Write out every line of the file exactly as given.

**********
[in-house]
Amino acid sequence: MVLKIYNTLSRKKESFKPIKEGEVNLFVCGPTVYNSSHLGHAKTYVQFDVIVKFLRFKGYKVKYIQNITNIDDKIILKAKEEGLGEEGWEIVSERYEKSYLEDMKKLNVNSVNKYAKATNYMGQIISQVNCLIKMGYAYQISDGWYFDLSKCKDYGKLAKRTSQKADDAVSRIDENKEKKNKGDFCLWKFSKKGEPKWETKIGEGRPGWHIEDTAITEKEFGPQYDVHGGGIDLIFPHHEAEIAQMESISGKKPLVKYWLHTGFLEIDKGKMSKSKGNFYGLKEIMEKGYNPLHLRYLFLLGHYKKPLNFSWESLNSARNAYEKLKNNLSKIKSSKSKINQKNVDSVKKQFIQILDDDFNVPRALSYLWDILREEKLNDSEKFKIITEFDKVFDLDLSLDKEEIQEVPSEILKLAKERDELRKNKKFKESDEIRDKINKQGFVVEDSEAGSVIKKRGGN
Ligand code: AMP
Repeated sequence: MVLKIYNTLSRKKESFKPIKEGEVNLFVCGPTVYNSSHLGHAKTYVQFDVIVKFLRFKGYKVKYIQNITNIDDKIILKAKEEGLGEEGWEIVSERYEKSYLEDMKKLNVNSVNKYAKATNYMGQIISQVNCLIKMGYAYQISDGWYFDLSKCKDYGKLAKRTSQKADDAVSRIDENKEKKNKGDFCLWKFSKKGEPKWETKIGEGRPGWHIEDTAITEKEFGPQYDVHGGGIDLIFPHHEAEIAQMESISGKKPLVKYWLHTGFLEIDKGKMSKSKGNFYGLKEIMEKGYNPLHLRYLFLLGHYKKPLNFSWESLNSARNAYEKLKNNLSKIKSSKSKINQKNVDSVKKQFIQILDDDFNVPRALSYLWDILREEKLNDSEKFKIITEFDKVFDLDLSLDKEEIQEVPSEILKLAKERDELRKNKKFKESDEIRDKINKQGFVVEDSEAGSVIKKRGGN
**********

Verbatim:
[in-house]
Amino acid sequence: MVLKIYNTLSRKKESFKPIKEGEVNLFVCGPTVYNSSHLGHAKTYVQFDVIVKFLRFKGYKVKYIQNITNIDDKIILKAKEEGLGEEGWEIVSERYEKSYLEDMKKLNVNSVNKYAKATNYMGQIISQVNCLIKMGYAYQISDGWYFDLSKCKDYGKLAKRTSQKADDAVSRIDENKEKKNKGDFCLWKFSKKGEPKWETKIGEGRPGWHIEDTAITEKEFGPQYDVHGGGIDLIFPHHEAEIAQMESISGKKPLVKYWLHTGFLEIDKGKMSKSKGNFYGLKEIMEKGYNPLHLRYLFLLGHYKKPLNFSWESLNSARNAYEKLKNNLSKIKSSKSKINQKNVDSVKKQFIQILDDDFNVPRALSYLWDILREEKLNDSEKFKIITEFDKVFDLDLSLDKEEIQEVPSEILKLAKERDELRKNKKFKESDEIRDKINKQGFVVEDSEAGSVIKKRGGN
Ligand code: AMP
Repeated sequence: MVLKIYNTLSRKKESFKPIKEGEVNLFVCGPTVYNSSHLGHAKTYVQFDVIVKFLRFKGYKVKYIQNITNIDDKIILKAKEEGLGEEGWEIVSERYEKSYLEDMKKLNVNSVNKYAKATNYMGQIISQVNCLIKMGYAYQISDGWYFDLSKCKDYGKLAKRTSQKADDAVSRIDENKEKKNKGDFCLWKFSKKGEPKWETKIGEGRPGWHIEDTAITEKEFGPQYDVHGGGIDLIFPHHEAEIAQMESISGKKPLVKYWLHTGFLEIDKGKMSKSKGNFYGLKEIMEKGYNPLHLRYLFLLGHYKKPLNFSWESLNSARNAYEKLKNNLSKIKSSKSKINQKNVDSVKKQFIQILDDDFNVPRALSYLWDILREEKLNDSEKFKIITEFDKVFDLDLSLDKEEIQEVPSEILKLAKERDELRKNKKFKESDEIRDKINKQGFVVEDSEAGSVIKKRGGN